The Wedding Singer
Music by Matthew Sklar
Lyrics by Chad Beguelin
Book by Chad Beguelin and Tim Herlihy
Based on the 1998 Film featuring Adam Sandler
Directed by Luke Brown
Jan 10 – 25, 2014
The Wedding Singer, the musical based on the popular film starring Adam Sandler, is the story of Robbie Hart, a wedding singer whose own luck in love leaves him desolate, blind to the perfect woman standing right in front of him. Chock full of salutes to 80s pop culture, The Wedding Singer transports us to the New Jersey shore to find true love in a sea of tulle, layered cakes and first dances.
Three week run:
Week 1: Fri. & Sat, 8 pm
Week 2: Wed. – Sat., 8 pm
Week 3: Wed. – Sat., 8 pm & Sat., 2 pm
Postshow Chats: Sat., Jan. 11 and Thurs., Jan. 16, 2014
Preshow Chat: Sat., Jan. 25, 2014, 1 pm
Adults: $28 / Seniors: $17 / Students: $15
$10 Student tickets every Wednesday
$17 Alumni tickets every Thursday
UofTtix Box Office
www.uofttix.ca / 416.978.8849
Hart House Theatre offers student matinees at the low price of $15 per student, and complementary tickets for teachers and chaperones.
For more information and to book a performance please call the Box Office at 416.978.8849.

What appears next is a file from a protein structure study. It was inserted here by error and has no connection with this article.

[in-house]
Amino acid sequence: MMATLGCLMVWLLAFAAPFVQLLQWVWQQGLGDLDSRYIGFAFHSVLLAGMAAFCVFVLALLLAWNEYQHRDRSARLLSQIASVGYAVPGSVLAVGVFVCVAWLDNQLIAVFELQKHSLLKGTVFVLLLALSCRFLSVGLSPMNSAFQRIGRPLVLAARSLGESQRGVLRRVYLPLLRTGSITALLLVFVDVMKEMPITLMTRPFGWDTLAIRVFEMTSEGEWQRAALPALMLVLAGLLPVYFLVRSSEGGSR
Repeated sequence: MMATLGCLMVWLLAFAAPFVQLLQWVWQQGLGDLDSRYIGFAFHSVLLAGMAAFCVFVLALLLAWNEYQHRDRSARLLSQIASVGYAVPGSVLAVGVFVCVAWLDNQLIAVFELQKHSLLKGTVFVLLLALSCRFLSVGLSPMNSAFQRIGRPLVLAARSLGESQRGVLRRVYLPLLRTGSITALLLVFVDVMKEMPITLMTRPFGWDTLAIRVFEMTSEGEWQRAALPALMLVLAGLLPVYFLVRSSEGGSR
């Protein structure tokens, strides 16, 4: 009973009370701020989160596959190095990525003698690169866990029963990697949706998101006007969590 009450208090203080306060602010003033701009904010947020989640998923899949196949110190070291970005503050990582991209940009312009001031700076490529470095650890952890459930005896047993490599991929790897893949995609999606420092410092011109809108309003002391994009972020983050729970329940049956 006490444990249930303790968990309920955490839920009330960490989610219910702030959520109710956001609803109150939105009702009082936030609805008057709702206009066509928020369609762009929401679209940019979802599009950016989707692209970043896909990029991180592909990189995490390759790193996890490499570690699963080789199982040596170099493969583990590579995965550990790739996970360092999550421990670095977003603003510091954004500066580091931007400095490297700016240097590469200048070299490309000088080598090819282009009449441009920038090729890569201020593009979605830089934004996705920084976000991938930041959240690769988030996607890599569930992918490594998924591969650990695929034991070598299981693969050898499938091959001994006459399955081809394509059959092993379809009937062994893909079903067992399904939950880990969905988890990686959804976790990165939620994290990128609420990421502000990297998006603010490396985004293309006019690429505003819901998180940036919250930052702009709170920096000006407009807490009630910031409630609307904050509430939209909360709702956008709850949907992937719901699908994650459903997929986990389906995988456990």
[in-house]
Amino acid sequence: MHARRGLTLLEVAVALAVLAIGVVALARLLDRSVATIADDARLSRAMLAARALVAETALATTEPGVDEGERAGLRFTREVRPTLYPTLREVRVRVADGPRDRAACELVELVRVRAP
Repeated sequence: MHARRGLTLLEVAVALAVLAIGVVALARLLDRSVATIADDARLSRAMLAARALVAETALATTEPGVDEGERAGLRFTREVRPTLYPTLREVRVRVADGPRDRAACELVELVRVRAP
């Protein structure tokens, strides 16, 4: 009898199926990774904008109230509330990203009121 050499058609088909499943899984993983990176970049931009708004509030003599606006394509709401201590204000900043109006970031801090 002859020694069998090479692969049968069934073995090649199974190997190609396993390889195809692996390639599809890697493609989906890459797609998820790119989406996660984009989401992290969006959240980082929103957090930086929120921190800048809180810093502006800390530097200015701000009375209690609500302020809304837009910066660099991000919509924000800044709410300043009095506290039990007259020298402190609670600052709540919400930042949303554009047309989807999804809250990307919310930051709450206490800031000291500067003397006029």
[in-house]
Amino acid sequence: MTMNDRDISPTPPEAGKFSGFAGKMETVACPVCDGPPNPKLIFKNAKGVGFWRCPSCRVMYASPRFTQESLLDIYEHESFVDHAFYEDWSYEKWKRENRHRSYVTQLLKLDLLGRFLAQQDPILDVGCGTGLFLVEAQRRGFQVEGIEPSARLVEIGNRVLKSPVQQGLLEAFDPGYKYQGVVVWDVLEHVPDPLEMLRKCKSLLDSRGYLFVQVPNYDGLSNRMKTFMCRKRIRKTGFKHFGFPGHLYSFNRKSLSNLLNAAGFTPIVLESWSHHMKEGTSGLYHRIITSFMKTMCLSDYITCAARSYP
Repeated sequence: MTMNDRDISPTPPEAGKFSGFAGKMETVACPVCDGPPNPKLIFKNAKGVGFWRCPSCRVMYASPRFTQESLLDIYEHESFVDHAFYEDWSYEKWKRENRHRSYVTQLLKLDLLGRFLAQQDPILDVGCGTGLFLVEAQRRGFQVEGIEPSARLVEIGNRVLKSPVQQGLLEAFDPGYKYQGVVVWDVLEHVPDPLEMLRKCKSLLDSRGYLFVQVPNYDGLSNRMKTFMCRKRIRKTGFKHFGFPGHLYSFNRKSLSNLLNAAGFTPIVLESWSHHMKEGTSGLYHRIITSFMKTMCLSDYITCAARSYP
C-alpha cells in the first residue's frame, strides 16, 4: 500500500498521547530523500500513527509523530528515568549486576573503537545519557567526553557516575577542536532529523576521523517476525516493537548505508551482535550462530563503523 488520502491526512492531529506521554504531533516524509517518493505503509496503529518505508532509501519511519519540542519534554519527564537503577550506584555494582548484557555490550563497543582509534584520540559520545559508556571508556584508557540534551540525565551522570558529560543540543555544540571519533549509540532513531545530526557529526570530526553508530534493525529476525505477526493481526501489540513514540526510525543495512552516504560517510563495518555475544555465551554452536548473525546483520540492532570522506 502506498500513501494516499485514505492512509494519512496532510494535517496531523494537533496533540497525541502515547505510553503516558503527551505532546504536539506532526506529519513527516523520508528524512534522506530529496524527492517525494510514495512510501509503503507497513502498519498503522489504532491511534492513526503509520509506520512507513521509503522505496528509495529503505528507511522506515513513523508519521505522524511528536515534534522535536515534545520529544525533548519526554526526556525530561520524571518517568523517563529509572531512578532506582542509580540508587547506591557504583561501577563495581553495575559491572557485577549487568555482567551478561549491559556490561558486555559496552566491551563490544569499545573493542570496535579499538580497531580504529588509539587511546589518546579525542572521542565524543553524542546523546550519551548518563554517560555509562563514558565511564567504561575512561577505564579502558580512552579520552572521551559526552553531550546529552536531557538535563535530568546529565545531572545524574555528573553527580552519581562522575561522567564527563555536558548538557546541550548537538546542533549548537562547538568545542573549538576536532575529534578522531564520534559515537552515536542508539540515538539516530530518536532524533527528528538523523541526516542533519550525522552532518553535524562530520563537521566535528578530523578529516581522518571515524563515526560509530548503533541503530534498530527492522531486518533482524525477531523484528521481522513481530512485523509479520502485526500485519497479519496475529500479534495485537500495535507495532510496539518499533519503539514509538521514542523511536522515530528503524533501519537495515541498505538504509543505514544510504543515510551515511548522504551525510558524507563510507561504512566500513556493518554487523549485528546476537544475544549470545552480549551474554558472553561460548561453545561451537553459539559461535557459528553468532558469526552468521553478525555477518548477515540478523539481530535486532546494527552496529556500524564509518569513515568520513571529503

Ah, the ‘80s! A simpler time; Michael Jackson was black and considered the sort of individual you’d like to have babysit your children. The battle was still raging on as to who would have the more successful solo career – George Michael or the other guy from Wham! It was the decade that saw personal computers, the Walkman, cell phones and home video become widely available. It was a strange and hilarious decade* that set the stage for where we are today.
It’s easy to look back and laugh at a decade that is safely in the past, to mock questionable fashion choices, ridiculous commercials and cheesy music. Hindsight is 20/20, though, and it is safe to say that in 30 years there will be a musical set in 2014 that will make endless fun of reality TV and our lack of flying cars.
A lot of people were wrapped up in the idea of being rich and powerful, and the ‘yuppie’ movement arose. But some, like Robbie and Julia, don’t fit into that mold” – Chad Beguelin
The writing team decided to contrast the more traditional values possessed by Robbie and Julia with the mayhem of Wall Street in the ‘80s. Both of them still living in a small town with NYC visible in the distance, surrounded by people clinging to teenaged dreams of fame and fortune that every day are gradually becoming more and more unrealistic, while at the same time seeing others achieve levels of success that they can only dream of. In many ways, this show is about being an outsider and trying to fit in. In my life, I’ve met only a handful of people that feel that they fit in, that they’re where they should be in life, I think we can all relate.
You know what? It’s probably best you don’t overthink this. Just relax and enjoy the show.
Luke Brown, Director
*Research based on repeat viewings of Hot Tub Time Machine.